The substantive importance to this systematic bias is multifaceted, but for our interest we focus on two interconnected problems.  First, the discounting of scholarship outside of the white male template functionally increases the likelihood for women and people of color to leave the discipline early (Jayakumar, Howard, Allen, and Han 2009).  This negative racial climate is communicated, sometimes explicitly, sometimes more “subtlely,” through Ph.D. institutions, resulting in substantially higher attrition rates for graduate students whom do not fit the template (Gardner 2008). Recruitment and retention of a diverse faculty is thus hindered, but the problem in academia does not end there.  Second, it feeds back to our undergraduate students.  It is glaringly obvious to the two of us who teach at a minority serving institution that our discipline’s membership does not reflect our student population. This becomes problematic in that it tacitly implies that our discipline does not welcome them or that our non-white students do not fit in. In addition, students of color are much more likely to seek out mentoring from diverse faculty (Brown, Davis and McClendon 1999), which according to APSA memberships, are in low supply.  Students of color nationally have low retention rates and are significantly less likely to drop out when they are mentored (O’Keeffe 2013). Considering undergraduate students are the crop from which future faculty are drawn, our white male template in political science leads to us losing diverse voices from the top (faculty) to the bottom (undergraduates).

These biases again marginalize college graduates based upon their selection of graduate schools that best fit their interests because it places students with non-mainstream interests at less ‘prestigious’ graduate departments. This selection determines students’ opportunity for mentorship as well as access to networks and resources. The combination of specialized research agendas, with sidelined professional networks makes publication extremely difficult. Hence, from the point where a student selects research interests and a graduate program, that student experiences a chain reaction of marginalization that continues throughout graduate school and into the job market. That student is disadvantaged by the (perceived) lack of prestige of the graduate program, lack of mainstream professional networks, and absence of top tier journal publications. All of this makes success on the job market precarious—both in terms of not being perceived as sufficiently qualified or as not being the ‘right fit’ for the interviewing department.[3]

These issues continue even if the scholar finds a tenure-track job, since the cycle of marginalization weaves throughout tenure and promotion process via the same ‘objective’ metrics as the job market. The fundamental problem with colorblind, ‘objective’ evaluations is that they simultaneously hide and fuel privilege and the white man template that further favors of certain research over others (MacNell, Driscoll, and Hunt 2015). Despite our presumed intentions, the result of this system is not a meritocracy. This template disproportionately penalizes people of color and women with its strictly linear and narrow structure and metrics, which allows little space for creativity, innovation, and anything outside the traditional framework. It is no wonder that academia suffers from a ‘leaky pipeline’ where scholars, predominantly people of color and women, leave the discipline at alarming rates—especially when combined with the salary inequalities (Henehan and Sarkees 2009), invisible, unaccredited labor in student mentoring (Whitaker 2017; June 2015), decreased likelihood to see their papers published in prestigious journals (Teele and Thelen 2017; Evans and Moulder 2011; Hesli and Lee 2011; Breuning and Sanders 2007), less likely to be invited to contribute to edited volumes (Mathews and Anderson 2001), lack of research credit in terms of citations to their publications (Beaulieu et al. 2017; Maliniak, Powers, and Walter 2013; Mitchell, Lange, and Brus 2013), biased student evaluations (Uttl, White, and Gonzalez 2017; Boring, Ottoboni, and Stark 2016; Lilienfeld 2016), and additional service expectations where women and scholars of color end up serving as ‘tokens,’ being overwhelmingly relied on for service in committees (Mitchell and Hesli 2013; Pyke 2011; Turner 2002; Turner and Myers 2002; Milem 1999; Padilla 1994).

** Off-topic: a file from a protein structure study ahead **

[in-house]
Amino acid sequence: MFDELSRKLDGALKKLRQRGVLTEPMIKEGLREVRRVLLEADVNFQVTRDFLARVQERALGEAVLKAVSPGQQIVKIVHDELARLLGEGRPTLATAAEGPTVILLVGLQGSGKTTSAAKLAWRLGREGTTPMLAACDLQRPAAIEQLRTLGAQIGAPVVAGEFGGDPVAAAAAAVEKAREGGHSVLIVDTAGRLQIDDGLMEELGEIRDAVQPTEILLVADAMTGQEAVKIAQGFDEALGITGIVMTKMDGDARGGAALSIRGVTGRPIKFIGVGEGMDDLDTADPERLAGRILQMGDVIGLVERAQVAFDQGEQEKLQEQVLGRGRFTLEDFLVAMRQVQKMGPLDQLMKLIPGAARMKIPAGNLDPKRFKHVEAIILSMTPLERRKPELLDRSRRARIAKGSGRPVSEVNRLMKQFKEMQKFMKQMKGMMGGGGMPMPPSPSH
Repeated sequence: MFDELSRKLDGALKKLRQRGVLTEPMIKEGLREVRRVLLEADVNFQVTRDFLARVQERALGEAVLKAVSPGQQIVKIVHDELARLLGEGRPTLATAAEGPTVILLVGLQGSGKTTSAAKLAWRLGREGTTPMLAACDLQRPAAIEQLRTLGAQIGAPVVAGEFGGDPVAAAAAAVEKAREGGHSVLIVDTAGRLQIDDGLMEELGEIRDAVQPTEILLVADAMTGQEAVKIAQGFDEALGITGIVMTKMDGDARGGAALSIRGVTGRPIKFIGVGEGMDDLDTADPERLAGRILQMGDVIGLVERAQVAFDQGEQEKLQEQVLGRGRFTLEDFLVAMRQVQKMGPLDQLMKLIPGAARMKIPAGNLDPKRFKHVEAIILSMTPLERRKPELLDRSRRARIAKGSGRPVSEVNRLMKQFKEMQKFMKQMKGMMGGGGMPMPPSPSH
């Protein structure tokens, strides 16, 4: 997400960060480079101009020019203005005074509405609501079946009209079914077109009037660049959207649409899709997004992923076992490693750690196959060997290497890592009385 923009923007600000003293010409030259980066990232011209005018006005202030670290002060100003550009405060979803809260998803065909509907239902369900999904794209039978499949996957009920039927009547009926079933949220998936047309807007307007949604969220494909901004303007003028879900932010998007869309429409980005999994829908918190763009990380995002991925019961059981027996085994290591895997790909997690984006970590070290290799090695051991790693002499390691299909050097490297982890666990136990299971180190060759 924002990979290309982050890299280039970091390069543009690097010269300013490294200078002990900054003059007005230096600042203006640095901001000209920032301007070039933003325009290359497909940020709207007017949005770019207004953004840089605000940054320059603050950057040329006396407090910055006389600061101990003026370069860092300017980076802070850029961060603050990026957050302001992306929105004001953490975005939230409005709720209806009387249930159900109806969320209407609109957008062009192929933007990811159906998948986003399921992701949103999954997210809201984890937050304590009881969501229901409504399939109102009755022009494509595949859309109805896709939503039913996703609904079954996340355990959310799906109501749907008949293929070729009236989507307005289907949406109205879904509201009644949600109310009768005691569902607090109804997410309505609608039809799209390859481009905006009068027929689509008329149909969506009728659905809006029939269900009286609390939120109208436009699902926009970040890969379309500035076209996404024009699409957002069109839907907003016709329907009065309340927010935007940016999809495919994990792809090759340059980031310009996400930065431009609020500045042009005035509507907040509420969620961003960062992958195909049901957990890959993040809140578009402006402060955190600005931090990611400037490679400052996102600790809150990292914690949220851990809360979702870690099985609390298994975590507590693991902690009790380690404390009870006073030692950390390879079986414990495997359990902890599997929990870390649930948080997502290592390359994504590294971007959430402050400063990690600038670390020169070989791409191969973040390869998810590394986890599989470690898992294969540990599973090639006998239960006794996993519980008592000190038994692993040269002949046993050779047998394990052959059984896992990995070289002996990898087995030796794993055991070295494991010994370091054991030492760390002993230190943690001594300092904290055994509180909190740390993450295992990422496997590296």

Perhaps the lack of adequate discussion and reform is due to the fear that including alternative research agendas, epistemologies, and methodologies would undermine the excellence and rigor of the scientific endeavors. More simply, since the perception that alternative (i.e. non-mainstream) scholarship is not ‘real’ science, or that the only way to study them is through a quantitative approach, including them would taint the discipline. In this framework, the exclusionary nature of academia is intentional to safeguard the discipline’s scientific credibility, validity, and objectivity.